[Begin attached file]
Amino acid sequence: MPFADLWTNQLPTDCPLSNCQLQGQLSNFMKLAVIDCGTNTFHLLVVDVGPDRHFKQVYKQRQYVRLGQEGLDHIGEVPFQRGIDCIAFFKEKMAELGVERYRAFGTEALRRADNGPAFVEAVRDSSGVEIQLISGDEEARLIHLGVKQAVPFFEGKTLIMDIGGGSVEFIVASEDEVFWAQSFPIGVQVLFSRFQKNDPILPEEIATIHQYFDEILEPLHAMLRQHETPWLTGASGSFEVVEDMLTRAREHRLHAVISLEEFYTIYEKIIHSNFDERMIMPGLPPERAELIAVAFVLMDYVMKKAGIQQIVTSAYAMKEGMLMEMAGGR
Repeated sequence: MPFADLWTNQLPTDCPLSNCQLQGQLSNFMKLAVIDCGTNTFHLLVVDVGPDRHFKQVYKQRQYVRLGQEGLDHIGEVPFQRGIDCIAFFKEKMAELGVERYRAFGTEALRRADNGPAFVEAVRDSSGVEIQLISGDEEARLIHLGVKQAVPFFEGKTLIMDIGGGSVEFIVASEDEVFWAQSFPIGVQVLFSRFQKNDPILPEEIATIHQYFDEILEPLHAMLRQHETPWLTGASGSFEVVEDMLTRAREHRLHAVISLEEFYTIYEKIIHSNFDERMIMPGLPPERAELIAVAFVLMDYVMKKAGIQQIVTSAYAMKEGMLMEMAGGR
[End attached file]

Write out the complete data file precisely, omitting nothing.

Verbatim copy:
Amino acid sequence: MPFADLWTNQLPTDCPLSNCQLQGQLSNFMKLAVIDCGTNTFHLLVVDVGPDRHFKQVYKQRQYVRLGQEGLDHIGEVPFQRGIDCIAFFKEKMAELGVERYRAFGTEALRRADNGPAFVEAVRDSSGVEIQLISGDEEARLIHLGVKQAVPFFEGKTLIMDIGGGSVEFIVASEDEVFWAQSFPIGVQVLFSRFQKNDPILPEEIATIHQYFDEILEPLHAMLRQHETPWLTGASGSFEVVEDMLTRAREHRLHAVISLEEFYTIYEKIIHSNFDERMIMPGLPPERAELIAVAFVLMDYVMKKAGIQQIVTSAYAMKEGMLMEMAGGR
Repeated sequence: MPFADLWTNQLPTDCPLSNCQLQGQLSNFMKLAVIDCGTNTFHLLVVDVGPDRHFKQVYKQRQYVRLGQEGLDHIGEVPFQRGIDCIAFFKEKMAELGVERYRAFGTEALRRADNGPAFVEAVRDSSGVEIQLISGDEEARLIHLGVKQAVPFFEGKTLIMDIGGGSVEFIVASEDEVFWAQSFPIGVQVLFSRFQKNDPILPEEIATIHQYFDEILEPLHAMLRQHETPWLTGASGSFEVVEDMLTRAREHRLHAVISLEEFYTIYEKIIHSNFDERMIMPGLPPERAELIAVAFVLMDYVMKKAGIQQIVTSAYAMKEGMLMEMAGGR